In 1306, after the murder of Elizabeth's brother Wenceslaus, Elizabeth's brother-in-law Henry became King of Bohemia. Elizabeth was now the only unmarried princess in the family, and at fourteen she was considered a good age to marry, and as a result played an important role in the power struggle for the Kingdom of Bohemia.
The quarrels of the Bohemian throne between Henry of Bohemia and Rudolph of Habsburg resulted in Rudolph taking Bohemia and marrying Queen Elizabeth Richeza. Elizabeth went to live in Prague Castle with her brother's widow, Viola Elisabeth of Cieszyn. However, on Rudolph's death in 1307 the crown returned to her brother-in-law and sister, who wanted Elizabeth to marry the Lord of Bergova (Otto of Löbdaburg) for political reasons. Elizabeth refused to marry Otto and so Elizabeth and Anne fell out with each other.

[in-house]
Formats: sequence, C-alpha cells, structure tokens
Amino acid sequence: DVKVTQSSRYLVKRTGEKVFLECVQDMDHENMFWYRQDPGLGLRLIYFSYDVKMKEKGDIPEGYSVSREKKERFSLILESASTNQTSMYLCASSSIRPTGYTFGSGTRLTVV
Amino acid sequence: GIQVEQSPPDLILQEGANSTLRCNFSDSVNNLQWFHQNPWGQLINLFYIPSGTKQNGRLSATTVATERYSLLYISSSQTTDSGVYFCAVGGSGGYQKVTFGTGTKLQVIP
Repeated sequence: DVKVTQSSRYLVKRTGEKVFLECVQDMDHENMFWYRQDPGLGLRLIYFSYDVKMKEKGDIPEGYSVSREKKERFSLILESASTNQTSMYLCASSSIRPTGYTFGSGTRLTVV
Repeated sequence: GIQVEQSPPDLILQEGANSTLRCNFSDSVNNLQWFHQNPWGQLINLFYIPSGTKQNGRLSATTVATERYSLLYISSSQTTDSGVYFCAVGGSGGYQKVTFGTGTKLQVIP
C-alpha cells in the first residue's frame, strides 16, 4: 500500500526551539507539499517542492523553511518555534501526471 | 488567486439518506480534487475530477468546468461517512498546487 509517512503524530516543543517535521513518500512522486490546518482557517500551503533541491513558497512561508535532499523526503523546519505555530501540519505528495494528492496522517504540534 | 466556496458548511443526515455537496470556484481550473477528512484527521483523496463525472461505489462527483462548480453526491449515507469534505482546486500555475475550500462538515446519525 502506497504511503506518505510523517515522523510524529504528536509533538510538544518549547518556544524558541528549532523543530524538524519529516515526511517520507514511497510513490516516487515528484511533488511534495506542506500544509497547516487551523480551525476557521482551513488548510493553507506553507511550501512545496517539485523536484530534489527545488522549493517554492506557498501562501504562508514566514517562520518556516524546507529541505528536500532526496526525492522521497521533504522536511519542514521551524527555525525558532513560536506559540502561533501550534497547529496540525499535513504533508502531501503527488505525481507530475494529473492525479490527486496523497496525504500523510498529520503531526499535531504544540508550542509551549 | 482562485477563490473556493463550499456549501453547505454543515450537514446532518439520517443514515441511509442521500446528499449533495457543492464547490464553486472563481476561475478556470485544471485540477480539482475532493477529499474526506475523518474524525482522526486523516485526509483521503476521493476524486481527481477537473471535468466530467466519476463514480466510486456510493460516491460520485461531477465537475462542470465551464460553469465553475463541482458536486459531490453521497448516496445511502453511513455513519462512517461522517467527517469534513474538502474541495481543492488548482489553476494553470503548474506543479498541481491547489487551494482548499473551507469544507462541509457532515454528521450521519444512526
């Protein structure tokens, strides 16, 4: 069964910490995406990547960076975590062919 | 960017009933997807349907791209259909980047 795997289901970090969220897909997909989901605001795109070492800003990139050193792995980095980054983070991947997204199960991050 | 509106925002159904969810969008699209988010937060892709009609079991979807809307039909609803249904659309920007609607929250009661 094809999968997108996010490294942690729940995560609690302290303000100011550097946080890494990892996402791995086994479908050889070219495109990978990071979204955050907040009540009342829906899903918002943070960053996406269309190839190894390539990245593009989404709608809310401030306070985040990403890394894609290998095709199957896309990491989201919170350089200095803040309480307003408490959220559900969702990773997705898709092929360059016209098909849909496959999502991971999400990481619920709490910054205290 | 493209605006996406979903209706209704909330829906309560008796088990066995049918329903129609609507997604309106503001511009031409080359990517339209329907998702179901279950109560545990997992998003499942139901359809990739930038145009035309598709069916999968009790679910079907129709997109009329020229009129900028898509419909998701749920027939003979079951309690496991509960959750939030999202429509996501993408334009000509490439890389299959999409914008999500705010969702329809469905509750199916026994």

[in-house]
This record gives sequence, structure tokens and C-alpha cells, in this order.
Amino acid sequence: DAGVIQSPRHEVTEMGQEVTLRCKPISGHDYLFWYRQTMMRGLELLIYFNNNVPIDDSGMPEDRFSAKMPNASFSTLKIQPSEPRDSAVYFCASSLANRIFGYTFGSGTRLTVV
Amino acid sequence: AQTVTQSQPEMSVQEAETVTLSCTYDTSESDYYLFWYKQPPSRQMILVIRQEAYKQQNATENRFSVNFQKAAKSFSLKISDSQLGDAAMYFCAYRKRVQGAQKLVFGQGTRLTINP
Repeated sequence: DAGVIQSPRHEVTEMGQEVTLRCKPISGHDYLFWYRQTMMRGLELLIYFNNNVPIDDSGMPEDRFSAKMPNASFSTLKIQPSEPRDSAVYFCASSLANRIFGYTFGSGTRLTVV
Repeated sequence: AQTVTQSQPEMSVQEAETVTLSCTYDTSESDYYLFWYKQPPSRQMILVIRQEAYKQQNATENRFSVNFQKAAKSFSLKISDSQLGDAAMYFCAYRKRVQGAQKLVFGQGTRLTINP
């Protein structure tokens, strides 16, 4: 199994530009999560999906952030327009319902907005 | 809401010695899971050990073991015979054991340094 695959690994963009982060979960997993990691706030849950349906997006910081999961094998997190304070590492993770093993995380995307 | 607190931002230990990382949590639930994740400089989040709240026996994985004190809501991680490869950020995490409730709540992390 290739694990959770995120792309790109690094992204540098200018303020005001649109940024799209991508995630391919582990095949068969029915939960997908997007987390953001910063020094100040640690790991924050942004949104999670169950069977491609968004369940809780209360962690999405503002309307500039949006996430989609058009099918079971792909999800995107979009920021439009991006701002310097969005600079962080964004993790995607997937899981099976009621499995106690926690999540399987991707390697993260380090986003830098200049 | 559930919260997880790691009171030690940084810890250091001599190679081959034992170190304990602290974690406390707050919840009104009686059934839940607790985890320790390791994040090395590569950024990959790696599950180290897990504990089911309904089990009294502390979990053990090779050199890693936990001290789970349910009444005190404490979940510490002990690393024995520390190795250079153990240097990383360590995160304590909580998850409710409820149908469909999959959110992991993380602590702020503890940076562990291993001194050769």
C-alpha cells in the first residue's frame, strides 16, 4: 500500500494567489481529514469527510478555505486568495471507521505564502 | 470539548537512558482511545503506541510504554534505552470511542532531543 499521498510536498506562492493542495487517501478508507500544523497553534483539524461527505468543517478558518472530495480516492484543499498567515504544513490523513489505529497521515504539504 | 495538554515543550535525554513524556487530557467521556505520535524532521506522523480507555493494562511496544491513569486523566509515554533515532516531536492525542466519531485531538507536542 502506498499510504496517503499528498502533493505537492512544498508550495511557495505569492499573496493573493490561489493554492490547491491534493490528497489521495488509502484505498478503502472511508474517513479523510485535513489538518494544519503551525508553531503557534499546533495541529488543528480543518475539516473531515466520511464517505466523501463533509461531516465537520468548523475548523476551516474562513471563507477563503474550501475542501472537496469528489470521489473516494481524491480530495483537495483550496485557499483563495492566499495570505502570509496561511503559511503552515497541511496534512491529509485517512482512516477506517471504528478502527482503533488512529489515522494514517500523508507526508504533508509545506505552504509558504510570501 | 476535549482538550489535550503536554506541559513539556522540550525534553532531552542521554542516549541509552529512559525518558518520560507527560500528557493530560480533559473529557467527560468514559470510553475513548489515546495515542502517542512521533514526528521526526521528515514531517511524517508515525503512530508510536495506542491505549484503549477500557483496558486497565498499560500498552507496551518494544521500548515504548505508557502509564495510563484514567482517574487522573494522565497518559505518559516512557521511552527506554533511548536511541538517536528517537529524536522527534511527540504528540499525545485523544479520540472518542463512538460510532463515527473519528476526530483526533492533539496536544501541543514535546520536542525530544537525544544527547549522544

An opposition group was formed against Henry and Anne, with Elizabeth as the figurehead.
Marriage to John of LuxembourgEdit
Elizabeth married John of Luxembourg, the son of Holy Roman Emperor Henry VII. The wedding took place on 1 September 1310, after John was forced to invade Bohemia. Henry and Anne fled to Carinthia, where Anne died in 1313. The coronation of John and Elizabeth took place on 7 February 1311.
The marriage was initially a disaster, as Elizabeth needed to give birth to a son to prevent the inheritance of the descendants of her sisters, Margaret and Agnes, but did not have a son until six years into the marriage, when she gave birth to Charles IV, Holy Roman Emperor.
The marriage improved for a while as the succession was safely secured, but after a while, Elizabeth grew jealous of John, who had listened to her but whose political opinions differed to hers. In 1319 an alleged plot was uncovered, to depose John and replace him with their eldest son Charles. John had the culprits punished.
John decided to prevent his wife from interfering in the education of their children, and took the three eldest children: Margaret, Bonne, and Charles, from Elizabeth's custody. Queen Elizabeth then lived at Mělník Castle and young Charles was imprisoned by his own father, before being sent to France in 1323. He never saw his mother again.